With the TextTransformer project Yacc2TT.ttp Yacc grammars can be taken to a form which is suitable for LL parser generators. A tti file is produced which can be imported directly into the TextTransformer.
There are a lot of grammars written for the parser generator "Yacc" and it would be nice if one could use them for the TextTransformer. However, a conversion of these grammars isn't trivial because TextTransformer uses the LL parsing algorithm and Yacc uses the LR parsing algorithm. These algorithms require a different logical construction of the grammars.
While both algorithms are reading the input from left to right, what the first 'L' in "LL" or "LR" stands for, the match with a grammar rule is tested in a different direction. The matching rule is already found in the LL parser after the recognition of the next token while the LR algorithm mostly needs several tokens, which are then evaluated backwards.
For a given token the LL parser only can find the matching rule, if the rule system (the grammar) is formulated in a manner that there are no alternatives. All alternatives must start with different, nonoverlapping token sets.
The steps which are required in accordance with this principle at conversion of the Yacc grammars, shall now be demonstrated. It is explained at the same time how these transformations are carried out in the TextTransformer.
The following Yacc rule is used as example:
direct_declarator : IDENTIFIER | '(' declarator ')' | direct_declarator '[' constant_expression ']' | direct_declarator '[' ']' | direct_declarator '(' parameter_type_list ')' | direct_declarator '(' identifier_list ')' | direct_declarator '(' ')' ;
This definition is from a grammar C of Jeff Lee for the programming language C.
The grammar of Yacc2TT is derived from "Appendix B: Yacc input syntax" of the Yacc manual. Besides the grammar there is the element in Yacc2TT:
This is a map in which a rule tree is stored to every rule name. The construction of the trees is carried out in the rule production and in the productions called by it. At first the tree for the above example looks like:
T : IDENTIFIER T : '(' NT : declarator T ')' NT : direct_declarator T : '[' NT : constant_expression T : ']' NT : direct_declarator T : '[' T : ']' NT : direct_declarator T : '(' NT : parameter_type_list T : ')' NT : direct_declarator T : '(' NT : identifier_list T : ')' NT : direct_declarator T : '(' T : ')'
"T" and "NT" are the labels for terminals and non-terminals. The tree was produced so that alternatives are expressed by sibbling nodes while child nodes represent the following-relation. These trees are tranformed step by step. Finally the LL-grammar can be produced from them.
The first step to the avoidance of alternatives with the same terminal beginners is to left factor common beginnings. This results in following tree:
T : IDENTIFIER T : '(' NT : declarator T ')' NT : direct_declarator T : '[' NT : constant_expression T : ']' T : ']' T : '(' NT : parameter_type_list T : ')' NT : identifier_list T : ')' T : ')'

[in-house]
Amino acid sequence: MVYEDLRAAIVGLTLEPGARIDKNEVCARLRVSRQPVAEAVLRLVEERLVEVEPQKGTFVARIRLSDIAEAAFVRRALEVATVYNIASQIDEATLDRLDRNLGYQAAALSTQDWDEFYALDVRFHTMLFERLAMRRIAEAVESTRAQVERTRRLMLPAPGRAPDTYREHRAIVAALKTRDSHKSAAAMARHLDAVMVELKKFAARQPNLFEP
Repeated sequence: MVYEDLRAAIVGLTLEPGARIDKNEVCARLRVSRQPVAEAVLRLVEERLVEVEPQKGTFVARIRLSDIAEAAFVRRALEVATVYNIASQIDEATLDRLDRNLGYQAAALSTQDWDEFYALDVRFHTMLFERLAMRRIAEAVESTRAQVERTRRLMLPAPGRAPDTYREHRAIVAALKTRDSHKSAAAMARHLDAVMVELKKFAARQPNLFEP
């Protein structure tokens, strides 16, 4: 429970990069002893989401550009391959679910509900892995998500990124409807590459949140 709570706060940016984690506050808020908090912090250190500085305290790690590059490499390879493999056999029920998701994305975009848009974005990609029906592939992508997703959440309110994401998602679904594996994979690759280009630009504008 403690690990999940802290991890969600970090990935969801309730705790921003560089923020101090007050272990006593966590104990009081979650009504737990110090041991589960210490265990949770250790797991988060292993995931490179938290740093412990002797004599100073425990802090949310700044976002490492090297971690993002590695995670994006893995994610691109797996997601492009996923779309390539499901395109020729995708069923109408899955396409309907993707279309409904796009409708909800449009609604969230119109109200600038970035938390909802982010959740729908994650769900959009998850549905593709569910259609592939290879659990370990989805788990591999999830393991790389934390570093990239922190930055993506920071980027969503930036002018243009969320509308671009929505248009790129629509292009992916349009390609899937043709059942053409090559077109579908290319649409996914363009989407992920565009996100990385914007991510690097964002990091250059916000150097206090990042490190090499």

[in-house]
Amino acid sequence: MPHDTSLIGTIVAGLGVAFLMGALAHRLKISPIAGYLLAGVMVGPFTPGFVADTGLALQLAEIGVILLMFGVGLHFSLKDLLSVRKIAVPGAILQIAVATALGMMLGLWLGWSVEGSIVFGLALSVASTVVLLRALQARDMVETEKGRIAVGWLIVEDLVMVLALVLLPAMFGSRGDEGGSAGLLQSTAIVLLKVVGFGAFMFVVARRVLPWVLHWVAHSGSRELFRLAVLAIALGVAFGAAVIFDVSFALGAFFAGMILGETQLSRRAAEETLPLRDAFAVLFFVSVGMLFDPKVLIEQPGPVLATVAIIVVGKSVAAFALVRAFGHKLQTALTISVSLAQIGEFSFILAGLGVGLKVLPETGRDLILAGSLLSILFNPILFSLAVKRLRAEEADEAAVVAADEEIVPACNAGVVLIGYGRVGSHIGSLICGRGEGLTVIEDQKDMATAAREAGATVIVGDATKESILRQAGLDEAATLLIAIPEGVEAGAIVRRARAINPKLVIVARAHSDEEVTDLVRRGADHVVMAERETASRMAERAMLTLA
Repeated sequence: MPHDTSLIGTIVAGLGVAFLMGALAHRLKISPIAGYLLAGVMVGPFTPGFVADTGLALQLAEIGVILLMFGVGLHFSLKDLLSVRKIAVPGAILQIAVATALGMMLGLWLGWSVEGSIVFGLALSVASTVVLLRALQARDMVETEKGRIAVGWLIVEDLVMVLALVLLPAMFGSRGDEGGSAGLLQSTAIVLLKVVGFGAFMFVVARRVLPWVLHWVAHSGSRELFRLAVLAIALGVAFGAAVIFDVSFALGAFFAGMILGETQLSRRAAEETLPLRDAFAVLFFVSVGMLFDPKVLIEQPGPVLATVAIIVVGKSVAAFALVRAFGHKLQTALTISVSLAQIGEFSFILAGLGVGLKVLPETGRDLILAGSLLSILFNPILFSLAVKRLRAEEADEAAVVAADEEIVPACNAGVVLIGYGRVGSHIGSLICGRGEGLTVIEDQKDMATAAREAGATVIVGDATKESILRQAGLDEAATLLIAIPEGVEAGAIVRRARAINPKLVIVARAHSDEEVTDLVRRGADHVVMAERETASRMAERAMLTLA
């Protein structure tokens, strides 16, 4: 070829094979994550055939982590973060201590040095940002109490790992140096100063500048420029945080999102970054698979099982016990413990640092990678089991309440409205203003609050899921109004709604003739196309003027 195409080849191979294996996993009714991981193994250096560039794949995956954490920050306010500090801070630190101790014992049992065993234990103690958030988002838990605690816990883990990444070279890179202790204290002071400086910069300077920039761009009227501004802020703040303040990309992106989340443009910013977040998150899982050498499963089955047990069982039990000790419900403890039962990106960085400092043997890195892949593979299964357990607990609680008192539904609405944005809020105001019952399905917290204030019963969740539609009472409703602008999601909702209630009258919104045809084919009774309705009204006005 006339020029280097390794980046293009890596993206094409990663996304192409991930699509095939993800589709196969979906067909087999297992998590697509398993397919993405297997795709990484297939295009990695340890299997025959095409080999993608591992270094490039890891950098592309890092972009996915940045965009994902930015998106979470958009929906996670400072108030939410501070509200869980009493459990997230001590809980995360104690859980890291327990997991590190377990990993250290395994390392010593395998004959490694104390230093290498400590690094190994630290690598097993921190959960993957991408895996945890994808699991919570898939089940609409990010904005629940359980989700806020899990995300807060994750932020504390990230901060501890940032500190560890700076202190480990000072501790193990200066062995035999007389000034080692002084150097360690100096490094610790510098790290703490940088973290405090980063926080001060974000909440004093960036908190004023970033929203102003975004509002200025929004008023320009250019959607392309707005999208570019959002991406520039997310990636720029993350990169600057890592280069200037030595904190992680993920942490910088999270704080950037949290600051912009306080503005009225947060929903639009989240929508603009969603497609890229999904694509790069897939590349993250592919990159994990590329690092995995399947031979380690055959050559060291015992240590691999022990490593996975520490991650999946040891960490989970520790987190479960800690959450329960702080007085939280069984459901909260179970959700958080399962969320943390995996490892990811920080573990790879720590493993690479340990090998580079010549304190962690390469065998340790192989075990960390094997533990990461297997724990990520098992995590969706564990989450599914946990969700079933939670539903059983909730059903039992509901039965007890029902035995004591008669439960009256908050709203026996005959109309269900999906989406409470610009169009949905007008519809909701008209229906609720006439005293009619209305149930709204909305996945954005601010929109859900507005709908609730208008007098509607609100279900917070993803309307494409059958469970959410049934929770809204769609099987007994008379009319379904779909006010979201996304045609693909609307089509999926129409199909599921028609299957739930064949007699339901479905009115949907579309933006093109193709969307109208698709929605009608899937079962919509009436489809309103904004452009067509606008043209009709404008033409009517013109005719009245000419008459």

For the preparations for the important next step, the elimination of left recursions, alternatives which follow on a common predecessor are summarized to groups at first. Marking nodes are inserted in the tree with the labels "ALT_BEGIN" and "ALT_END". Later this bracketing also makes it easy to use the operators of the EBNF syntax of the TextTransformer, e.g. the repeat operator.
T : IDENTIFIER T : '(' NT : declarator T ')' NT : direct_declarator ALT_BEGIN T : '[' ALT_BEGIN NT : constant_expression T : ']' T : ']' ALT_END T : '(' ALT_BEGIN NT : parameter_type_list T : ')' NT : identifier_list T : ')' T : ')' ALT_END ALT_END
Left recursive rules like:
a = a C | B
are forbidden for LL-parsers. They would end up in infinite loops. However, the rule is logically equivalent with:
a = B C*
where '*' is the repeat operator. In Yacc2TT this remodelling is executed automatically and gives:
ALT_BEGIN T : IDENTIFIER T : '(' NT : declarator T ')' ALT_END OREP_BEGIN T : '[' ALT_BEGIN NT : constant_expression T : ']' T : ']' ALT_END T : '(' ALT_BEGIN NT : parameter_type_list T : ')' NT : identifier_list T : ')' T : ')' ALT_END OREP_END
At rules which contain empty alternatives Yacc2TT still carries out another remodelling. E.g.
a | b |
( a | b )?
Finally an output file is produced by the Yacc2TT project with the remodeled Yacc rules. It should be stored with the extension "tti" and then can be imported directly into the TextTransformer. The "direct_declarator" rule appears now as:
direct_declarator() (> ( IDENTIFIER "(" declarator ")" ) ( "[" ( constant_expression "]" | "]" ) | "(" ( parameter_type_list ")" | identifier_list ")" | ")" ) ) <)
There still are possibilities of improving the rules. Particularly one problem isn't treated by Yacc2TT: although the individual rules have a form suitable for LL parser generators now, there still may be conflicts between the rules. The grammar tests of the TextTransformer show where there are such conflicts. They can relatively easily be removed by hand within the IDE.
With the C grammar is demonstrated how it works.
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